official may have sought audit involving Republican senator: emails
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[June 26, 2014]
WASHINGTON (Reuters) - A former U.S.
Internal Revenue Service official at the center of a controversy over
the tax agency's treatment of Tea Party groups sent emails in which she
appears to seek an audit involving a Republican senator, according to
documents released on Wednesday by a House of Representatives committee.
The emails show former IRS official Lois Lerner received an
invitation to an event in 2012 that was meant to go to Republican
Senator Charles Grassley of Iowa. Grassley apparently received
Lerner's invitation by mistake.
The event organizer apparently offered to pay for Grassley's wife to
attend the event. Lerner, in an email to another IRS official,
suggests referring the matter for an audit.
"Looked like they were inappropriately offering to pay for his wife.
Perhaps we should refer to Exam?" Lerner wrote to colleague Matthew
Giuliano replied he was "not sure we should send an exam" and added
that an audit would be premature because Grassley had not accepted
The name of the event organizer was blacked out on copies of the
emails released by the House Ways and Means Committee, and it was
not clear if Lerner was suggesting Grassley or the group should be
Lerner's attorney, William Taylor, said in a statement: "She
instructed her staff to return the letter and requested that the
Exam section check to see if the organization's status permitted it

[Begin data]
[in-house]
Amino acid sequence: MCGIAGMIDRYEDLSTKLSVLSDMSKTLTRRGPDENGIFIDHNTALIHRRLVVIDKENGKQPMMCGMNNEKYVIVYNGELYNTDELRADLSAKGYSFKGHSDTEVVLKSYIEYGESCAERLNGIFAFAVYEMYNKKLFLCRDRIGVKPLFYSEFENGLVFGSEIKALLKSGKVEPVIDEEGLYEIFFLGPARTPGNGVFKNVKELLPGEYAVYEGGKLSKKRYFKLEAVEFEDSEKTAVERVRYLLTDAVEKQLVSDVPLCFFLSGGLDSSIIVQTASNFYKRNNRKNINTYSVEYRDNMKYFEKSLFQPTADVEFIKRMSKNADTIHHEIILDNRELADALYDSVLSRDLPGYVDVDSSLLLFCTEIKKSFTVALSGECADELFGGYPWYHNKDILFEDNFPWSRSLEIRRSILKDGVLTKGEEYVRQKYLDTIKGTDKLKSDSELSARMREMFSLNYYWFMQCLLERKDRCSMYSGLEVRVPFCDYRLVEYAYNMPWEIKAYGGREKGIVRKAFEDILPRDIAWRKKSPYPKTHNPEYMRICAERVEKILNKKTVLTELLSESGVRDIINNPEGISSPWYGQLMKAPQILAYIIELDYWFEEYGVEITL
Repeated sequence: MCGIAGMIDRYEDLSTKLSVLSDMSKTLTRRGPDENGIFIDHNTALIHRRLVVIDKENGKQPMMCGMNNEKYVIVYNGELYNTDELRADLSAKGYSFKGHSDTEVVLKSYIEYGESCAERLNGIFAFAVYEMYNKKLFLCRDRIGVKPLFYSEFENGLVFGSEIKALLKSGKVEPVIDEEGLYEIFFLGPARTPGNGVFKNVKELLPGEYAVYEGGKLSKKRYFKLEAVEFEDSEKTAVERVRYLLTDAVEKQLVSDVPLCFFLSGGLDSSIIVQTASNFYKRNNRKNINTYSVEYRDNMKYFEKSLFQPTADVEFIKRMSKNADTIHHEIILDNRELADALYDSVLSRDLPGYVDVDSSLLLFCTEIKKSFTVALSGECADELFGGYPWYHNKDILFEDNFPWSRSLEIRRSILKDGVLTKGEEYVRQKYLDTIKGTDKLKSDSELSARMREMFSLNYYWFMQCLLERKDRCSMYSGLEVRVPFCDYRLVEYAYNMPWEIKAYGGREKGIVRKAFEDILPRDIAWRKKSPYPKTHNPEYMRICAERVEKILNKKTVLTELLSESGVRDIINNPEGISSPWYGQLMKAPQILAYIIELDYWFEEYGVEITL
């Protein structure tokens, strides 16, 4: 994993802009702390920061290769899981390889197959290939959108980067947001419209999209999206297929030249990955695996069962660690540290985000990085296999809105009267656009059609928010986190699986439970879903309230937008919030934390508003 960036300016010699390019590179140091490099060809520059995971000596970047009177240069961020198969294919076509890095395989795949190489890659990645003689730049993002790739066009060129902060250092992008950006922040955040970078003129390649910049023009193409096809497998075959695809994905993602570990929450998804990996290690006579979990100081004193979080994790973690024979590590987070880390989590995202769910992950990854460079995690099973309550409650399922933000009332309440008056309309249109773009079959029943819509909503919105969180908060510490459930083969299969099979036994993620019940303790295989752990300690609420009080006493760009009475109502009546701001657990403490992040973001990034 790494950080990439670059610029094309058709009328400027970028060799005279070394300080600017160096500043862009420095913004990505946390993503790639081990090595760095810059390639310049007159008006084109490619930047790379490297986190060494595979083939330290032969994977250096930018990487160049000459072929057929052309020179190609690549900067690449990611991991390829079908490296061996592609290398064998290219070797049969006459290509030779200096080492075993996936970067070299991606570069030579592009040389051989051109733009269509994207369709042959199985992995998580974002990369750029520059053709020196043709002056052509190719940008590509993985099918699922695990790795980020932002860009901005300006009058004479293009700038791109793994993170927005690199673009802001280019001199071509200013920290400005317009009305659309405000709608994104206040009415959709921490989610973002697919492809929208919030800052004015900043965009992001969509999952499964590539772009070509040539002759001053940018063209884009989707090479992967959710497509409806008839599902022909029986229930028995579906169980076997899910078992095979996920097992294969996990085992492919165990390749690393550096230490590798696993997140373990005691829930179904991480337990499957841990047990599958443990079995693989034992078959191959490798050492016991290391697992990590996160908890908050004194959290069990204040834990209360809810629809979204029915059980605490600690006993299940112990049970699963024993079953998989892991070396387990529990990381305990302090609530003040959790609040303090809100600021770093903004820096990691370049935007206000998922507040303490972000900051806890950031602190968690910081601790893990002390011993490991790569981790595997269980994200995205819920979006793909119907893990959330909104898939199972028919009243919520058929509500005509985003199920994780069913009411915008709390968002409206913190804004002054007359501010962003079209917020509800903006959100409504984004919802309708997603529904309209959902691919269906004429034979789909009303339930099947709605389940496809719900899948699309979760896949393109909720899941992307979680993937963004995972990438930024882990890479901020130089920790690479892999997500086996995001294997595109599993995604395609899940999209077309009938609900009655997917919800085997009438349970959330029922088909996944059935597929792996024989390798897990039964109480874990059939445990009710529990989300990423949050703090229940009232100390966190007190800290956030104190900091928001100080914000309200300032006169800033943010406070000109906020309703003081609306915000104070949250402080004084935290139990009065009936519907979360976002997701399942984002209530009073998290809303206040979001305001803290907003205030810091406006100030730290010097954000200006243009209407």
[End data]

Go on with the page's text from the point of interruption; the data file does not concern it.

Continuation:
to give the trip to Ms Grassley who was providing nothing in
Representative Dave Camp, the Republican chairman of the committee,
expressed outrage over Lerner's actions.
"We have seen a lot of unbelievable things in this investigation,
but the fact that Lois Lerner attempted to initiate an apparently
baseless IRS examination against a sitting Republican United States
senator is shocking," Camp said in a statement.
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"At every turn, Lerner was using the IRS as a tool for political
purposes in defiance of taxpayer rights," he said.
In May 2013, Lerner, who headed an IRS unit involved in applying
extra scrutiny to conservative political groups' applications for
tax-exempt status, apologized in public for what she called
"inappropriate" review of the groups' applications. Republicans have
been investigating since then.
She retired from the IRS in September 2013.
Last week, the IRS said a computer crash had caused it to lose some
emails written by Lerner, angering Republican investigators who want
the emails for review.
At a hearing of the House Oversight and Government Reform Committee
this week, Republicans accused the IRS of hiding the Lerner emails
and obstructing a congressional inquiry into the controversy.
(Reporting by Eric Beech; Editing by Mohammad Zargham)
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